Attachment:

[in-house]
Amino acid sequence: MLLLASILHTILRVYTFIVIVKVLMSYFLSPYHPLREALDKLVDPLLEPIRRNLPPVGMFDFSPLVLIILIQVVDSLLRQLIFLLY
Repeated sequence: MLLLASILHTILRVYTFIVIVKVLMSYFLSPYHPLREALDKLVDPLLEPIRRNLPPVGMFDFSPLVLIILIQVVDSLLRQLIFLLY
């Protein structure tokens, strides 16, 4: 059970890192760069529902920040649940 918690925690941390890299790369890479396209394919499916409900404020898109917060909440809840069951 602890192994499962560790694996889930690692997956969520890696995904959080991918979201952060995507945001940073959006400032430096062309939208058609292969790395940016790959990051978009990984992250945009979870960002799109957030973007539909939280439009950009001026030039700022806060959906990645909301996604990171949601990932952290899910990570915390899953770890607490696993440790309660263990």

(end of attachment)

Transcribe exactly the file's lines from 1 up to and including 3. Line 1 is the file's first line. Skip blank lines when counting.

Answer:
[in-house]
Amino acid sequence: MLLLASILHTILRVYTFIVIVKVLMSYFLSPYHPLREALDKLVDPLLEPIRRNLPPVGMFDFSPLVLIILIQVVDSLLRQLIFLLY
Repeated sequence: MLLLASILHTILRVYTFIVIVKVLMSYFLSPYHPLREALDKLVDPLLEPIRRNLPPVGMFDFSPLVLIILIQVVDSLLRQLIFLLY